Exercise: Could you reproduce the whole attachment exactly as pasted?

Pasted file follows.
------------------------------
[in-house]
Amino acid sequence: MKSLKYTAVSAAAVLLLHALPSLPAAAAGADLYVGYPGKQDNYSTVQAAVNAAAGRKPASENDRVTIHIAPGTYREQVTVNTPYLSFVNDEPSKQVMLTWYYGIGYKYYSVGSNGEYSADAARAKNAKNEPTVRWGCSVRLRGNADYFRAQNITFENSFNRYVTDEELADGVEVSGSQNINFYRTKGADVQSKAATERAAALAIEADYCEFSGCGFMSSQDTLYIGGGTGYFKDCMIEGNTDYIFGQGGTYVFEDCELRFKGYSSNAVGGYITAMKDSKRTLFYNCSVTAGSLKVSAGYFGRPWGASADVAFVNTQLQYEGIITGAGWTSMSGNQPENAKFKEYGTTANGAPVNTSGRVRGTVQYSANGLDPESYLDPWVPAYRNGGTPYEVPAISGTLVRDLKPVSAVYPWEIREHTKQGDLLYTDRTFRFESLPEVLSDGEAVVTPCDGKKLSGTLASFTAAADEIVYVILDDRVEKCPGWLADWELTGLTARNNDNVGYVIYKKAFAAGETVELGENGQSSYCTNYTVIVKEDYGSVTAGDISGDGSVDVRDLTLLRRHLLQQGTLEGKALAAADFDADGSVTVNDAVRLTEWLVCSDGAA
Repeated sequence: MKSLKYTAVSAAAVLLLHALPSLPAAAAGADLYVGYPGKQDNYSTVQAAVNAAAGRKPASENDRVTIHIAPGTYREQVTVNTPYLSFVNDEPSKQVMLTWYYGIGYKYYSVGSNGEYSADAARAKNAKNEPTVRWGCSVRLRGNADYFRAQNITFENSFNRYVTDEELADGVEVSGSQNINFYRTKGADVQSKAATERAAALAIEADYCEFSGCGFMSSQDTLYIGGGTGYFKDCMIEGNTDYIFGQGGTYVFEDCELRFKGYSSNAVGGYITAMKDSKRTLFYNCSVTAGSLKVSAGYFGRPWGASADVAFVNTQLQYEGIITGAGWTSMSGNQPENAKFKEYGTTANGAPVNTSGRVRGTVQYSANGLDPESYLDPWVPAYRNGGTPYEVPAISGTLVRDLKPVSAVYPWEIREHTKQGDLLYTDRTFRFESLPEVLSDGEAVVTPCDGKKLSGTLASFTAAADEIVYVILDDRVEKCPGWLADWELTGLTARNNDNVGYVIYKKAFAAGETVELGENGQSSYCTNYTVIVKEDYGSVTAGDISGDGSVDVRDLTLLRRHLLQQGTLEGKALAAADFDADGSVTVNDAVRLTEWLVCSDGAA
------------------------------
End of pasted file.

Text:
[in-house]
Amino acid sequence: MKSLKYTAVSAAAVLLLHALPSLPAAAAGADLYVGYPGKQDNYSTVQAAVNAAAGRKPASENDRVTIHIAPGTYREQVTVNTPYLSFVNDEPSKQVMLTWYYGIGYKYYSVGSNGEYSADAARAKNAKNEPTVRWGCSVRLRGNADYFRAQNITFENSFNRYVTDEELADGVEVSGSQNINFYRTKGADVQSKAATERAAALAIEADYCEFSGCGFMSSQDTLYIGGGTGYFKDCMIEGNTDYIFGQGGTYVFEDCELRFKGYSSNAVGGYITAMKDSKRTLFYNCSVTAGSLKVSAGYFGRPWGASADVAFVNTQLQYEGIITGAGWTSMSGNQPENAKFKEYGTTANGAPVNTSGRVRGTVQYSANGLDPESYLDPWVPAYRNGGTPYEVPAISGTLVRDLKPVSAVYPWEIREHTKQGDLLYTDRTFRFESLPEVLSDGEAVVTPCDGKKLSGTLASFTAAADEIVYVILDDRVEKCPGWLADWELTGLTARNNDNVGYVIYKKAFAAGETVELGENGQSSYCTNYTVIVKEDYGSVTAGDISGDGSVDVRDLTLLRRHLLQQGTLEGKALAAADFDADGSVTVNDAVRLTEWLVCSDGAA
Repeated sequence: MKSLKYTAVSAAAVLLLHALPSLPAAAAGADLYVGYPGKQDNYSTVQAAVNAAAGRKPASENDRVTIHIAPGTYREQVTVNTPYLSFVNDEPSKQVMLTWYYGIGYKYYSVGSNGEYSADAARAKNAKNEPTVRWGCSVRLRGNADYFRAQNITFENSFNRYVTDEELADGVEVSGSQNINFYRTKGADVQSKAATERAAALAIEADYCEFSGCGFMSSQDTLYIGGGTGYFKDCMIEGNTDYIFGQGGTYVFEDCELRFKGYSSNAVGGYITAMKDSKRTLFYNCSVTAGSLKVSAGYFGRPWGASADVAFVNTQLQYEGIITGAGWTSMSGNQPENAKFKEYGTTANGAPVNTSGRVRGTVQYSANGLDPESYLDPWVPAYRNGGTPYEVPAISGTLVRDLKPVSAVYPWEIREHTKQGDLLYTDRTFRFESLPEVLSDGEAVVTPCDGKKLSGTLASFTAAADEIVYVILDDRVEKCPGWLADWELTGLTARNNDNVGYVIYKKAFAAGETVELGENGQSSYCTNYTVIVKEDYGSVTAGDISGDGSVDVRDLTLLRRHLLQQGTLEGKALAAADFDADGSVTVNDAVRLTEWLVCSDGAA